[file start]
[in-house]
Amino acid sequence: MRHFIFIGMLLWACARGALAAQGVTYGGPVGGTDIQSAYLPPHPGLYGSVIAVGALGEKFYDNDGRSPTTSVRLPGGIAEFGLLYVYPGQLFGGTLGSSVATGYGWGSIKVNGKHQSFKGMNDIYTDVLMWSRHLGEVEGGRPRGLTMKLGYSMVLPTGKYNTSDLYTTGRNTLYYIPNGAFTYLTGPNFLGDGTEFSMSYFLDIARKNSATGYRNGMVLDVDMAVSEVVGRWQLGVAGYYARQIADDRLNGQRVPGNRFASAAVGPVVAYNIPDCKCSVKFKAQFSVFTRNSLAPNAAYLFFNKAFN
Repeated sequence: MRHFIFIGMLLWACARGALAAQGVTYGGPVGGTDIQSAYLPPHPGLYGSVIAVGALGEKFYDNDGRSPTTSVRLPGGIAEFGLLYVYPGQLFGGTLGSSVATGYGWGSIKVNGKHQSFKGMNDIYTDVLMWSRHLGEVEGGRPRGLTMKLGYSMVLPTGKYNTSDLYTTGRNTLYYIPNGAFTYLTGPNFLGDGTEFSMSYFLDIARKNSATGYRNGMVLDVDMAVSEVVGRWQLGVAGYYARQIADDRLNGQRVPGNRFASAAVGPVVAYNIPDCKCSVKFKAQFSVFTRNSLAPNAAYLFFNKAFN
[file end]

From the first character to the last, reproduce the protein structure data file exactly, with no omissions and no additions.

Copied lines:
[in-house]
Amino acid sequence: MRHFIFIGMLLWACARGALAAQGVTYGGPVGGTDIQSAYLPPHPGLYGSVIAVGALGEKFYDNDGRSPTTSVRLPGGIAEFGLLYVYPGQLFGGTLGSSVATGYGWGSIKVNGKHQSFKGMNDIYTDVLMWSRHLGEVEGGRPRGLTMKLGYSMVLPTGKYNTSDLYTTGRNTLYYIPNGAFTYLTGPNFLGDGTEFSMSYFLDIARKNSATGYRNGMVLDVDMAVSEVVGRWQLGVAGYYARQIADDRLNGQRVPGNRFASAAVGPVVAYNIPDCKCSVKFKAQFSVFTRNSLAPNAAYLFFNKAFN
Repeated sequence: MRHFIFIGMLLWACARGALAAQGVTYGGPVGGTDIQSAYLPPHPGLYGSVIAVGALGEKFYDNDGRSPTTSVRLPGGIAEFGLLYVYPGQLFGGTLGSSVATGYGWGSIKVNGKHQSFKGMNDIYTDVLMWSRHLGEVEGGRPRGLTMKLGYSMVLPTGKYNTSDLYTTGRNTLYYIPNGAFTYLTGPNFLGDGTEFSMSYFLDIARKNSATGYRNGMVLDVDMAVSEVVGRWQLGVAGYYARQIADDRLNGQRVPGNRFASAAVGPVVAYNIPDCKCSVKFKAQFSVFTRNSLAPNAAYLFFNKAFN